As a woman, I personally find it rather thrilling that God wants to use me. God doesn’t see me as ‘just a woman’ – he values me as highly as any man. Which makes me feel special, and love him even more. Thank you for reading.


I will continue to write my Bible Blog as I find things to write about.

An Empty Week

If you follow my blog, you may have received this early (an unedited version!). Many apologies. I forgot to ‘schedule’ it, (due to a phone call at the wrong time, so I forgot what I was doing.) It zoomed off, and although I deleted it immediately, it was too late. Sorry – I am so not an IT person…..

Hello, how was your week?
I was not at all sure there would be a blog this week. I have been busy, rewriting my finished books so I can publish them as Amazon books, and there hasn’t been much time for anything else. I have posted a blog every Monday for about three years, but this week, I didn’t know what to write. Usually, I have a few stored up, that I can post if the week has either been hectic or empty, but I’ve used them all. Some weeks I have too much to write, especially if I’m travelling. Most weeks I do, or see, or hear, something that sparks an avalanche of words. I then spend a few days reading and changing what I’ve written (and if I’m worried, I let someone in the family read it first) ready to post on Monday. Occasionally the family tell me to delete what I’ve written, but usually I’m okay.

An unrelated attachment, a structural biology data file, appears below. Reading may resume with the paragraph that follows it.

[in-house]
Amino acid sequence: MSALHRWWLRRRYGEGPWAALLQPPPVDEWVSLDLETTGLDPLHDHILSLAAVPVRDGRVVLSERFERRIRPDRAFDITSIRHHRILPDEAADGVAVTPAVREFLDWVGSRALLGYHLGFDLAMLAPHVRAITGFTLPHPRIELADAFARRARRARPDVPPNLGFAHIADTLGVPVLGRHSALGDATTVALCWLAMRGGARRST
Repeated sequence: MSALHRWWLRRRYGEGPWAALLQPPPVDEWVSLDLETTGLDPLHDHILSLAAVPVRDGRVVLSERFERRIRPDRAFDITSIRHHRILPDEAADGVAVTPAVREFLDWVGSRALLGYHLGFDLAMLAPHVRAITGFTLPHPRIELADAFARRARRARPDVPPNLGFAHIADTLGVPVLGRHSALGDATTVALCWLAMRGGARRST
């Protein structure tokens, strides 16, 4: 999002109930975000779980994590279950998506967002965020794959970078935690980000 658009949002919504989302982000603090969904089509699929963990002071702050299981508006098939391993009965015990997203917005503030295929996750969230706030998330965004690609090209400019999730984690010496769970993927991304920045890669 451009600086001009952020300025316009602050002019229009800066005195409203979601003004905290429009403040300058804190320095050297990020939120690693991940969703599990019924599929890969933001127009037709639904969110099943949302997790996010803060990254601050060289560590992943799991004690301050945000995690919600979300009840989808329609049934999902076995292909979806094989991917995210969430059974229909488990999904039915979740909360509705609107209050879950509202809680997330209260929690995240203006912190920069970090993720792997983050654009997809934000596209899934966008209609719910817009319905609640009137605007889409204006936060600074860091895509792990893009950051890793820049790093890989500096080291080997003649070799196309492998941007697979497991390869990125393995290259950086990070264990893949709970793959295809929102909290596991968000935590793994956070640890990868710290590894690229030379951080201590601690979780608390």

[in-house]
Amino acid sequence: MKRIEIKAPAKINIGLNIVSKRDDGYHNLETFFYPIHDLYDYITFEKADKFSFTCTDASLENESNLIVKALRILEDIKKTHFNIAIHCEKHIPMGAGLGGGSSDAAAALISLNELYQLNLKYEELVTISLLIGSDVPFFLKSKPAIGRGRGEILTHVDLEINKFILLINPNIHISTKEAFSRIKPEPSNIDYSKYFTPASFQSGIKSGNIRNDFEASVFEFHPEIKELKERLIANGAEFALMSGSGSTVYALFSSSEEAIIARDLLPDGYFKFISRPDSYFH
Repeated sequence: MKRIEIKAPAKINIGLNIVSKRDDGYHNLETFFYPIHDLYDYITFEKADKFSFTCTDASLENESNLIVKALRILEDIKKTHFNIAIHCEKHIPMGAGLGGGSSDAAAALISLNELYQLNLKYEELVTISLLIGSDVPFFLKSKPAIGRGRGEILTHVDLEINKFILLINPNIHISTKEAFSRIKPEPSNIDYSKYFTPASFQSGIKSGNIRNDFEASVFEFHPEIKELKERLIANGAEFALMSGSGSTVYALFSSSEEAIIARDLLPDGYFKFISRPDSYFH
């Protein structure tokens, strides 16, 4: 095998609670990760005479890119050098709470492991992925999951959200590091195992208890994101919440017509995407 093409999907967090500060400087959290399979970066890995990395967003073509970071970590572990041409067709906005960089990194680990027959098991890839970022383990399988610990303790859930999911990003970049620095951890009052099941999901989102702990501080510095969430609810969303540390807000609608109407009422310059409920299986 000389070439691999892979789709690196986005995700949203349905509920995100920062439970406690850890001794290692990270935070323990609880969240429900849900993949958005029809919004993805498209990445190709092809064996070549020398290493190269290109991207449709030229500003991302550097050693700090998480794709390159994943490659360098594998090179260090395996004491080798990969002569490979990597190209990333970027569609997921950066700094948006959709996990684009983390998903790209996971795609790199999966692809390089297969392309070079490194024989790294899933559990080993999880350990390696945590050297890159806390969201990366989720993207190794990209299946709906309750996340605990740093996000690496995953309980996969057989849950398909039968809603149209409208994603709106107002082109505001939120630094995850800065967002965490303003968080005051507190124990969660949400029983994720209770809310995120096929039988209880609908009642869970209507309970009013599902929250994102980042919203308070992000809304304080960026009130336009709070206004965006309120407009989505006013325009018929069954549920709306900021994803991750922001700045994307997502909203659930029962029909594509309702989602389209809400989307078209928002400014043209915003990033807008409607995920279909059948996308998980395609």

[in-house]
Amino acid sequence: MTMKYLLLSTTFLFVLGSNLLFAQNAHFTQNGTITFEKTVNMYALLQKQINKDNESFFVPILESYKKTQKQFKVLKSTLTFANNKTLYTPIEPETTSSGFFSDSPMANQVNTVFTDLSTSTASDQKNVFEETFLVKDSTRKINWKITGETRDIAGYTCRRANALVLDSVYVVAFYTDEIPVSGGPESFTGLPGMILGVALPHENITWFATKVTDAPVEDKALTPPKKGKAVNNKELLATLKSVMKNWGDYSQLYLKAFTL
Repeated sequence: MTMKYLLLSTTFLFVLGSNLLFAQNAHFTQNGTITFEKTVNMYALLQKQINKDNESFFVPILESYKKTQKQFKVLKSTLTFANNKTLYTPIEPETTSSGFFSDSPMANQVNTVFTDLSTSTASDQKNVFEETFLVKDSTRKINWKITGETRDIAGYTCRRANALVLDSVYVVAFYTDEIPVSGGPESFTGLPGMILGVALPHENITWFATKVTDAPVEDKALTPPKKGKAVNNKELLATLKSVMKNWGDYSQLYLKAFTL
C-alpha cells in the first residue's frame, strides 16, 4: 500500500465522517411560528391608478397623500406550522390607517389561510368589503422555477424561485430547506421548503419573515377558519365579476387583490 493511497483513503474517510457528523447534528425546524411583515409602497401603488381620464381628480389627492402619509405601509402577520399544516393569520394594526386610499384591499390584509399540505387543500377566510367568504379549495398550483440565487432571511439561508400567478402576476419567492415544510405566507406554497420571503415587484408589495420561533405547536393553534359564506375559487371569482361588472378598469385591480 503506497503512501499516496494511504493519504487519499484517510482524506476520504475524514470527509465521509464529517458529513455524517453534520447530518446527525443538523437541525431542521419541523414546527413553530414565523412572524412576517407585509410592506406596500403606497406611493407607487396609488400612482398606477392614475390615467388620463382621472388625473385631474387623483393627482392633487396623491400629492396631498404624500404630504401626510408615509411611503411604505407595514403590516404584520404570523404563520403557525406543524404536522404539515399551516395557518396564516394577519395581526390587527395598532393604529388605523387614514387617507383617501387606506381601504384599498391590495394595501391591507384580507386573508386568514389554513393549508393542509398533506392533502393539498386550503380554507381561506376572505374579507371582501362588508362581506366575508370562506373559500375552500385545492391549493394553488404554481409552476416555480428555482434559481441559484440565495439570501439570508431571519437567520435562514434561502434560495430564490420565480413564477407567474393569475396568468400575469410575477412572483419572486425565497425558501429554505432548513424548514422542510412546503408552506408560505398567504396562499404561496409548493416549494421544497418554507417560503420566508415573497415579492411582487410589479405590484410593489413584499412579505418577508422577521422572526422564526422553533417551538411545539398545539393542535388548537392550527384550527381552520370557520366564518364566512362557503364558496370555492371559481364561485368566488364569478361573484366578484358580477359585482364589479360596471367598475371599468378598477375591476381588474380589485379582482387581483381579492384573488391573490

But this week, I mainly sat at my desk and proofread old manuscripts. This wasn’t easy, as we are having the house re-roofed. Roofers are very noisy (impossible to use a nail gun quietly I guess). I also tend to forget they’re coming – so do things like leave open my bathroom window, and then when they cut tiles above it, all the debris falls into my bathroom. There are also way too many cars around my house, it reminds me of that television series Butterflies whenever I want to go out.  The new roof is looking great. But I will not be sorry when it’s finished.

The only other news this week is Son2 invited some uni friends to visit. They were men – which is always very strange for a mother. When you have sons, you are aware that they have grown taller than you and have deep voices and smell strange, but really, you still see the three year old. When they bring home school friends, they are again quite big, but usually you have watched them grow up (especially if, like me, you taught lots of them when they were 13) so you still see the child inside. But meeting friends from uni was different. They were men. At least, they were on the outside. Probably they still laughed at, and worried about, the same things they did when they were 13.

We did have a slight problem with the catering arrangements. I asked Son2 if they were allergic/couldn’t eat anything. He told me that one of them was possibly Muslim and couldn’t eat meat one day a week. (Actually, he initially told me they were gluten free vegans – but that was just to scare me). But he couldn’t quite remember. I asked if it was all meat, or just pork. He said he thought it was just pork, and the friend might be Jewish. I decided to make a nice beef casserole, but at the last minute, decided to check. The ‘possibly Muslim’ friend was actually Hindu, so does not eat beef. So glad, as I used to teach Religious Studies, that my son is so well informed about these things. Other than the near embarrassment over meat, it was a very nice visit, and fun to meet some new people.

I also have a new phone. I have not yet bonded with it. Today, Husband rang me on it, which was a shock (old one didn’t work for phone calls.) He was using something called FaceTime which meant he could see me. Very disconcerting, I didn’t like it all. I refused to hold the phone in front of my face, so he had EarTime instead. Not sure he was very impressed.

We (Son and I) took my mother to buy a phone this week. I took Son for back up. In the first shop, Carphone Warehouse, an assistant came and asked if we needed any help.